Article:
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Home / Building Green / Air Tightness

Air Tightness of SIPs

National Tests Verify R-Control SIPs Outperform Conventional Framing

An R-Control SIP test room significantly outperformed a 2x6 stick-framed and fiberglass-insulated room in testing under identical laboratory conditions at Oak Ridge National Laboratories (ORNL). Results from a carefully monitored and instrumented study in ORNL’s climate simulation laboratory showed that R-Control SIP construction is more energy efficient and far more airtight than stick-frame construction. ORNL SIP Wind Test

ORNL Testing Method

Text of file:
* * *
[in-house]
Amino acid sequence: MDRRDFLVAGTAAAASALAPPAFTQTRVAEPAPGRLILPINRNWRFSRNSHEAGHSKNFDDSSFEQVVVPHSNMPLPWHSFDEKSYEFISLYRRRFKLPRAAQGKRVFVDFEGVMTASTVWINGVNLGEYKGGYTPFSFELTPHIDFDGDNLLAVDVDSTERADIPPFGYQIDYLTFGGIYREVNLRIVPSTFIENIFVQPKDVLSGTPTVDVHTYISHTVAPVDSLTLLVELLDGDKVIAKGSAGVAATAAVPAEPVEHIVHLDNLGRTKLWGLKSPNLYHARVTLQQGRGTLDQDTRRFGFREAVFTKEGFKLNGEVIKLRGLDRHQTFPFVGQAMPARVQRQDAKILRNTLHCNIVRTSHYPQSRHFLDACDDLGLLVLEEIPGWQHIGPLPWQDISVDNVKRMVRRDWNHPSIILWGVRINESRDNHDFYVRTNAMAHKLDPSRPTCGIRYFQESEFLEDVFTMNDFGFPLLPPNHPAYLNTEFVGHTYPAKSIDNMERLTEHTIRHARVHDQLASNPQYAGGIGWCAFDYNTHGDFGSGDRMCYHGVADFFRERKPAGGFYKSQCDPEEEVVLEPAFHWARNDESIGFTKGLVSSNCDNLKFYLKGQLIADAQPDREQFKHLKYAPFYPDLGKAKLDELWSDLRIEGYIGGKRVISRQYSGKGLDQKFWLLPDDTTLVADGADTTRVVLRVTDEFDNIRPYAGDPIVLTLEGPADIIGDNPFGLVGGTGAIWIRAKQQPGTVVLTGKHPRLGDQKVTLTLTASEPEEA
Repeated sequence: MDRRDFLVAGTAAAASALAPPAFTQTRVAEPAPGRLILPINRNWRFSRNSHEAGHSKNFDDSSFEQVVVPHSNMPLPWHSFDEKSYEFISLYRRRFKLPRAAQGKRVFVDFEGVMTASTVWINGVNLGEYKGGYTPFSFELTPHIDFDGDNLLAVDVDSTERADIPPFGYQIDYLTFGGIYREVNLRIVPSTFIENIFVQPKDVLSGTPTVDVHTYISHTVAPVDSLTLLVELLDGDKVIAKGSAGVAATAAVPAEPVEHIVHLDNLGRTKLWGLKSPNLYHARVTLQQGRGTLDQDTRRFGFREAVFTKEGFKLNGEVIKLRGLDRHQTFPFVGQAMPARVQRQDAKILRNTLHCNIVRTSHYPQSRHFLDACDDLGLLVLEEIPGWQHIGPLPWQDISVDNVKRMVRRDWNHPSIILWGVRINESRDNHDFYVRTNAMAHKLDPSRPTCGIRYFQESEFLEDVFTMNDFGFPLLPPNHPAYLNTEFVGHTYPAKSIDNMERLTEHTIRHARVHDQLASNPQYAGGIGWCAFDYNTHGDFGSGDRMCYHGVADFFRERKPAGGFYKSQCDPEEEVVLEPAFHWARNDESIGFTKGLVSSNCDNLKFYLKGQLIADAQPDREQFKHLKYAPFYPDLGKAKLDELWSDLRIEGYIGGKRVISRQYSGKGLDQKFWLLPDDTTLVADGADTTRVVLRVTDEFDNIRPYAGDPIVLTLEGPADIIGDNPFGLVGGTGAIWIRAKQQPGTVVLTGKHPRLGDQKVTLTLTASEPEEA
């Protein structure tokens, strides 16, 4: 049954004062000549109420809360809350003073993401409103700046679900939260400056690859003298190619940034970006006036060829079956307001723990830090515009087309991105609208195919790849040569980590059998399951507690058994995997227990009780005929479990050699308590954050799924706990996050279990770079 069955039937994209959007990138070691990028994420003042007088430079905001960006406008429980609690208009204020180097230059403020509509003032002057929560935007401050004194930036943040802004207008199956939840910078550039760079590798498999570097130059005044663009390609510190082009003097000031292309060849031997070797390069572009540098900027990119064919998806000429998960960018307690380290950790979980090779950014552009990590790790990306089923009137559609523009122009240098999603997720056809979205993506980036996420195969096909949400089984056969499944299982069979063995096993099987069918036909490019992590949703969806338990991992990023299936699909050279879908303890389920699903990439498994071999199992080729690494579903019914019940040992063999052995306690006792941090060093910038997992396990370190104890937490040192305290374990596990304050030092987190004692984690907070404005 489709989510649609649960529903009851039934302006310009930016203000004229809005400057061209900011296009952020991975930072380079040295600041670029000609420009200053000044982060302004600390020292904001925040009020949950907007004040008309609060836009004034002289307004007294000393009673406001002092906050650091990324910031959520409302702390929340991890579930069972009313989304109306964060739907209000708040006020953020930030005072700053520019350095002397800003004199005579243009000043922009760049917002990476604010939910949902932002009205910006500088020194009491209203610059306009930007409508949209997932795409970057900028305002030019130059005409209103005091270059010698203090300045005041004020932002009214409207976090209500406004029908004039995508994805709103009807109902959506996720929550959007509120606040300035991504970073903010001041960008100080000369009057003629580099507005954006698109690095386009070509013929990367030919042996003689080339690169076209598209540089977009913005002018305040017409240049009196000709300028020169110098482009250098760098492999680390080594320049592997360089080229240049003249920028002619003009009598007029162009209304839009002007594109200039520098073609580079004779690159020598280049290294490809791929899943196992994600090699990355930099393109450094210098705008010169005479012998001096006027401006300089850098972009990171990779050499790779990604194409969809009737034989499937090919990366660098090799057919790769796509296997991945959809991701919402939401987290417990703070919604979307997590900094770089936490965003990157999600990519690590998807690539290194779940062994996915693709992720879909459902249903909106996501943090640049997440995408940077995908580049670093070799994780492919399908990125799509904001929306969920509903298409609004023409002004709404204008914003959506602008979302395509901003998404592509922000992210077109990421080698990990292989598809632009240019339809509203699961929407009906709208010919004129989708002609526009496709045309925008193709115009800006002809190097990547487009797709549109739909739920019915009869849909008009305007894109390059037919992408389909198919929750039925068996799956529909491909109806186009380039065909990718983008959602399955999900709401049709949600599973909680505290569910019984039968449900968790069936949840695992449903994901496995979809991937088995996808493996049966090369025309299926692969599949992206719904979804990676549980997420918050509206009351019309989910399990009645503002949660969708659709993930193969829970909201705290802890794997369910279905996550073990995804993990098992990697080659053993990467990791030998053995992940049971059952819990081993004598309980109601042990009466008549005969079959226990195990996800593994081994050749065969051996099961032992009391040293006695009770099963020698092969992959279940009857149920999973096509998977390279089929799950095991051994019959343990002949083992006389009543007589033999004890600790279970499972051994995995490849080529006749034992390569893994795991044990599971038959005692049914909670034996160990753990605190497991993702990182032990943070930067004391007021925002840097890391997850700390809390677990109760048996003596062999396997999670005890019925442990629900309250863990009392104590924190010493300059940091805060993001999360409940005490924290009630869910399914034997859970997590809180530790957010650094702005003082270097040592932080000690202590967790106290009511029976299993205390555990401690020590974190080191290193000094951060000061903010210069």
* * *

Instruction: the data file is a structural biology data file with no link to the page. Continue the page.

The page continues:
The ORNL test setup created identical climate conditions and measured the airtightness and the heating energy requirement of the two rooms. ORNL testing demonstrated that R-Control SIP connections created a structure which was virtually air tight. This contrasted to stick built walls which had considerable air leakage. Dramatically reducing air infiltration provides a more comfortable interior environment, an advantage in building with R-Control SIPs.

Blower Door Testing

The room with 4 1/2-inch SIP walls, a SIP ceiling, a window, a door, pre-routed wiring chases, and electrical outlets showed 90% less air leakage than an otherwise identical room built with 2x6 studs, OSB sheathing, fiberglass insulation, and drywall. At 50 pascals of negative pressure, the stick-built room leaked 126 cubic feet of air per minute (CFM), while the R-Control SIP room loss was a mere 9 CFM. ORNL Whole Room SIP Test